ISSUE: Budget and Authorization Environment

US Capitol viewed through treesAppropriations Update
At the end of December, Congress passed a Continuing Resolution (CR) for Fiscal Year (FY) 2011 spending, and the President immediately signed it into law. The CR extended funding for federal programs through March 4th 2011 at FY 2010 levels with virtually no waivers. This action was necessary because the lame duck session of Congress could not reach agreement on a FY 2011 omnibus spending bill. A CR extending through the entire fiscal year is very likely, possibly containing rescissions of 5 percent or more.

As in 1995, there is a threat of a government shutdown, if the new Republican House members make substantial budget cuts a prerequisite for raising the “debt ceiling.”

America COMPETES Reauthorization
In a last-minute act before wrapping up the 111th Congress, the Senate passed, by unanimous consent, the Reauthorization of the America COMPETES Act (S. 3605) on Friday December 17th. However, the Senate bill significantly scaled back authorizations contained in the version the House had passed in May.
Gray arrow APS News, "COMPETES Act Signed Into Law"

With the 111th session of Congress set to conclude, the House had little choice but to accept the Senate language. The House passed the bill by a vote of 228 (212D, 16R) to 130 (0D, 130R). The President signed the bill into law on January 4th without any ceremony. But, in one of her last acts as House Speaker, Nancy Pelosi held a rare ceremonial enrollment of the bill following House adoption, underscoring her commitment to science. While passage of COMPETES is a symbolic victory for science, the real fight will take place during the appropriations process.
Gray arrow Final Vote Results for Roll Call 659

The year-long process to pass the Reauthorization of COMPETES portends difficulties for scientists for at least the next two years. The House of Representatives is now controlled by fiscal conservatives who campaigned on a pledge to cut Federal spending. And in the Senate, science proponents have slimmer margins than they did in the last two years.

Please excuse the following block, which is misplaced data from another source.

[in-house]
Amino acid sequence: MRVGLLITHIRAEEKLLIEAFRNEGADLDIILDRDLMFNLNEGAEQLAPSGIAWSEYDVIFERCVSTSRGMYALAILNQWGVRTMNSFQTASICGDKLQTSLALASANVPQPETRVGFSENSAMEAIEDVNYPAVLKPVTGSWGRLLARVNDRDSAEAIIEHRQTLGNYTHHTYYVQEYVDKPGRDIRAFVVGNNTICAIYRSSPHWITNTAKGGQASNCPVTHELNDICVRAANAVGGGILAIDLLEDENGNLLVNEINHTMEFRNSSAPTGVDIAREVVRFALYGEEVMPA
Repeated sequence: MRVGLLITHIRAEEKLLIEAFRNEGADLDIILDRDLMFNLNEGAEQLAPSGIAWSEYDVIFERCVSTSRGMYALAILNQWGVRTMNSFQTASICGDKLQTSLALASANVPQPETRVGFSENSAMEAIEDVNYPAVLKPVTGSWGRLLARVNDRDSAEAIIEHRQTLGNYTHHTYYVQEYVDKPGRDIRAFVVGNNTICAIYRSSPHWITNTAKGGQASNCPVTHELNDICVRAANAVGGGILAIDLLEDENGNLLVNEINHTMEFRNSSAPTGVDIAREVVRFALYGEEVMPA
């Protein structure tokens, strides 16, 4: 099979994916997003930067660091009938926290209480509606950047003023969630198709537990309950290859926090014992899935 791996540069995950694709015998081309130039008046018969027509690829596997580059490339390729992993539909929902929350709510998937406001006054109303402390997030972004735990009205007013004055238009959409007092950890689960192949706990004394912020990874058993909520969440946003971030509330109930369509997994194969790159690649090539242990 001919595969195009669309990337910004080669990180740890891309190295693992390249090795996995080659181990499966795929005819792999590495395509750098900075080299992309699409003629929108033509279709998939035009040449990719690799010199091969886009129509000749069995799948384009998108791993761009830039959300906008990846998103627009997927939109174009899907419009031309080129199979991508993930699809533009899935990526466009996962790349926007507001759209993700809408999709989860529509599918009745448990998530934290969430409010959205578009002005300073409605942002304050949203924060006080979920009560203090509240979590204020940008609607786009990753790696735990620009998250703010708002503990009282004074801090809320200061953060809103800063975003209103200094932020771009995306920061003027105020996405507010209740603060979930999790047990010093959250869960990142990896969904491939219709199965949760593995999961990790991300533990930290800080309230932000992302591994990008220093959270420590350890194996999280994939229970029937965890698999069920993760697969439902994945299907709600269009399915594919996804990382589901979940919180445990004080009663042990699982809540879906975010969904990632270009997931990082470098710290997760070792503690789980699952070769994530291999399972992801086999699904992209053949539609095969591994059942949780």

In a forecast of the coming fiscal environment, recent Past APS President Curt Callan wrote to APS members in December indicating that science is no longer seen as a special case in the House and that the science community will have a far more difficult time keeping science on the COMPETES prescribed ten year doubling track.
Gray arrow Curt Callan's December Letter

APS Washington Office’s Blog
Check Physics Frontline, the Washington Office’s Blog, for the latest news on the FY11 and FY12 Budgets.
Gray arrow Physics Frontline


The Energy Critical Elements (ECEs) Study Group finished its report, which examines the scarcity of critical elements for new energy technologies. The Group will publicly release its findings at the annual meeting of the American Association for the Advancement of Science.  The report includes policy recommendations on: the coordination of departmental efforts where ECEs are concerned; the gathering and analysis of information on ECEs; research, development and workforce issues; efficiency and recycling efforts; possible market interventions.
The Direct Air Capture Report will be reviewed and voted on at the February 2011 meeting of POPA.
Two draft statements, one on healing energy that was suggested by the APS Division of Biological Physics, and one on the misuse of quantum mechanics brought to the panel by the POPA Physics & the Public Subcommittee are being reconsidered by POPA after the APS Executive Board provided feedback. POPA will review both statements again at its February 2011 meeting.
The NRC docketed an APS petition to include proliferation assessments as part of the licensing process. It is open for public comment until March 8th.
Gray arrow  Comment on NRC Licensing Regulations

If you have suggestions for a POPA study, please send in your ideas.
Gray arrow Suggest Future POPA Studies

You can nominate an APS member for a seat on the Panel of Public Affairs in 2012.
Gray arrow APS Governance Nominations

ISSUE: Media Update

New Scientist quoted APS Director of Public Affairs Michael S. Lubell in a Jan. 4th article, “Battle looms over U.S. Science Funding.” In the news story, Lubell stated that “there’s going to be a big fight” over boosting funding for science.  

In a Dec. 27th blog post published by ScienceInsider, Lubell was quoted in the piece, “Why Didn’t Obama Mention Landmark Science Legislation?” He stated that President Obama “should have mentioned” the passage of the reauthorization of the America COMPETES Act.
Global Security Newswire published an article on Jan. 12 titled, “U.S. Nuclear Body Weighs Proliferation Appraisals for Facility Licensing,” which quoted APS Associate Director of Public Affairs Francis Slakey. He pointed out that an APS petition to the NRC requests a rule change to elevate the non-proliferation assessment of small, more efficient nuclear fuel technologies. The NRC docketed the petition, which is available for public comment until March 8.

Gray arrow APS Public Affairs Website

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Editor: Alan Chodos

February 2011 (Volume 20, Number 2)

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Articles in this Issue
APS Member Count Tops 48,000
New Physical Review Journal Offers Online, Open Access Publishing
Kovar Reflects on State of High Energy Physics, and the Road Ahead
Funding Runs Out to Keep Tevatron Alive
Comments Sought for APS Non-Proliferation Petition
New PhDs Trending Away from Postdoc Positions
Dutch, Spanish Physicists to Give March Meeting Beller Lectures
COMPETES Act Signed Into Law
Top Ten Physics-Related News Stories of 2010
Letters To the Editor
The Back Page
Members in the Media
This Month in Physics History
Washinton Dispatch
Zero Gravity: The Lighter Side of Science
International News